How To Spot A Bad Miami Personal Trainer
There is an alarming trend that has become too common over the last few years:
Everyone and their mother is a “personal trainer”
Without fail, every time I tell someone what I do for a living I always get the same response:
“I was/am/am becoming a personal trainer too!”
Followed by the obligitory
“You have a sweet life… Just hang out in the gym all day!”
Really? I don’t know about other trainers, but I don’t “hang out” with my clients. That sounds a lot like a “gym escort” not a personal trainer.
Further investigation has shown the common problems associated with bad Miami personal trainers:
Personal training is a career (not a part-time job) that requires a great deal of experience and knowledge to be great at.
Many trainers fail to understand that their clients have specific goals, medical concerns, and abilities. A truly masterful personal trainer can educate and motivate a fitness beginner, as well as enhance and improve upon the abilities of professional athletes.
Here are a few quick signs that your current or prospective personal trainer is less than great.
1: Phone Usage
Can you hear me now?!
It’s boggles my mind at the amount of personal trainers who check text messages and answer calls while with a client.
A professional trainer will have their phone on “silent” and out of sight for the duration of a client’s session. In the event of an emergency or extenuating circumstance the trainer should mention the possibility of an emergency call/text at the start of the session and handle the communication as quickly as possible should the need arise.
2: Gossip Queen
Gossip and intimate personal discussion during the session is rarely acceptable. Depending upon the client, they will enjoy chatting or hearing quick blurbs while working out in order to make exercise more fun and interesting…
BUT personal stories and gossip should never interfere with or take time from the session.
3: Last Minute Cancels and No-Shows
Most trainers have a policy regarding clients canceling their session at the last minute or not showing up. The same rules apply to the trainer. A professional personal trainer will ensure that they have adequate time to travel to the client (if needed) and will cancel only in the event of an emergency – making sure to contact the client as early as possible to advise them of the situation.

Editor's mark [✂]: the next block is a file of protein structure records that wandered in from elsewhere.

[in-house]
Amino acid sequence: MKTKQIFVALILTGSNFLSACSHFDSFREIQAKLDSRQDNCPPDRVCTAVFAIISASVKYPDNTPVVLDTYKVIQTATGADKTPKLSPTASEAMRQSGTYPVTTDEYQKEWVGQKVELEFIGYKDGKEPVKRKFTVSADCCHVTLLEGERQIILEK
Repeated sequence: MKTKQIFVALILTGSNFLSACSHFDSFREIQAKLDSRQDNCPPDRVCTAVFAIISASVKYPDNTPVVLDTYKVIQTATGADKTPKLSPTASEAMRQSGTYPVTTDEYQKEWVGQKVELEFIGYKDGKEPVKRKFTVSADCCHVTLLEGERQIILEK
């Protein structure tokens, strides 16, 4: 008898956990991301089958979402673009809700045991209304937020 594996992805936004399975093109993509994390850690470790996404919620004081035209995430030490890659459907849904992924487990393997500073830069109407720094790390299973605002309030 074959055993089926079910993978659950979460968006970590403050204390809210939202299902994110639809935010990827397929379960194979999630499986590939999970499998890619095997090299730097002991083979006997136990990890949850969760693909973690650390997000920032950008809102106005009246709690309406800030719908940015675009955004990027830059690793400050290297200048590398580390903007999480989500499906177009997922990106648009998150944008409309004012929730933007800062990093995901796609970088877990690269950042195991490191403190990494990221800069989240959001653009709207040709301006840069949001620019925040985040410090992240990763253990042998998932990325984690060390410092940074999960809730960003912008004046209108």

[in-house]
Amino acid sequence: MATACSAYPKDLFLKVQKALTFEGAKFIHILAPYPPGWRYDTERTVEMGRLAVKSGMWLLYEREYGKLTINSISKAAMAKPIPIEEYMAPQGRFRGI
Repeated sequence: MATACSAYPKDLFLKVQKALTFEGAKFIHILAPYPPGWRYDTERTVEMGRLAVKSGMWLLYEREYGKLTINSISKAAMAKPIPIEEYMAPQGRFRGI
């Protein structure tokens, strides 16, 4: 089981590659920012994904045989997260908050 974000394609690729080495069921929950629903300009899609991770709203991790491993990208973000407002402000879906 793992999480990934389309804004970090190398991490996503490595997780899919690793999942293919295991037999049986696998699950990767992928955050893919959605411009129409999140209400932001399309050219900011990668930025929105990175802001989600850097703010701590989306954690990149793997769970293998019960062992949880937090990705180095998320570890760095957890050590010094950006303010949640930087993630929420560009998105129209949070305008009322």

I expect my clients to show up and they expect the same of me. If an emergency ever arises that causes me to cancel last-minute I always reimburse my client for the missed session and offer the next session free of charge.
4: Bar Molesters
These trainers are typically the muscle-bound giants who are seen throwing ridiculous amounts of weight around during their workouts.
While that training style may work for them, it is not the proper workout routine for 95% of personal training clients.
Holding the bar or machine and assisting clients while they lift should only be needed if lifting close to the 1 rep max… So basically never.
It makes no sense to select a specific weight on the pulldown machine and press down on the bar while the client exercises.
How much weight are they really lifting?
Are they progressing or plateauing?
Neither of these questions are able to be answered if the trainer is doing half of the workout for the client.
5: Make It Up As You Go
Sure, anyone with a decent knowledge of exercise can show up to your gym and make you do lunges and burpees until your legs collapse and you puke up a lung…
But how effective is that and bringing you closer to your fitness goals?
The best personal trainers know that it is essential to plan a workout ahead of time around a client’s abilities and goals. Having a plan is also a way to chart progress and ensure that you performing exercises that are bringing you closer to your goals rather than simply exercising for the hell of it.
6: Shock and Awe
The most annoying trend to pop up lately is for trainers to come up with ridiculous exercises using random equipment to seem more advanced and elite than their peers.
These individuals, for the most part, are a joke. While a select few off-the-wall exercises genuinely benefit fitness enthusiasts, most do not.
I had a demo session from a trainer recently who had me doing the most ludicrous exercises. One of which included me standing on a bosu ball (wobbly half-dome object) while doing barbell curls. When I asked her why I was doing the exercise she responded,
“We are working your biceps and adding in core stabilization for your abs”
That’s great, but since I told her my goal was bigger arms and a cut six pack it would have be much more effective to stand me on the ground to allow for greater leverage during the curls – enabling me to lift with a greater intensity and thus recruit more muscle fibers to stimulate growth.
Then super-set with a turkish get-up, leg lift, or any other abdominal exercise to actively target those muscles rather than use them in a secondary manner for stabilization purposes.
There are many good personal trainers and there are also low-quality trainers. Look out for these tell-tale signs and you will quickly and easily be able to assess whether a particular personal trainer is worth hiring.Your request timed out. Please retry the request.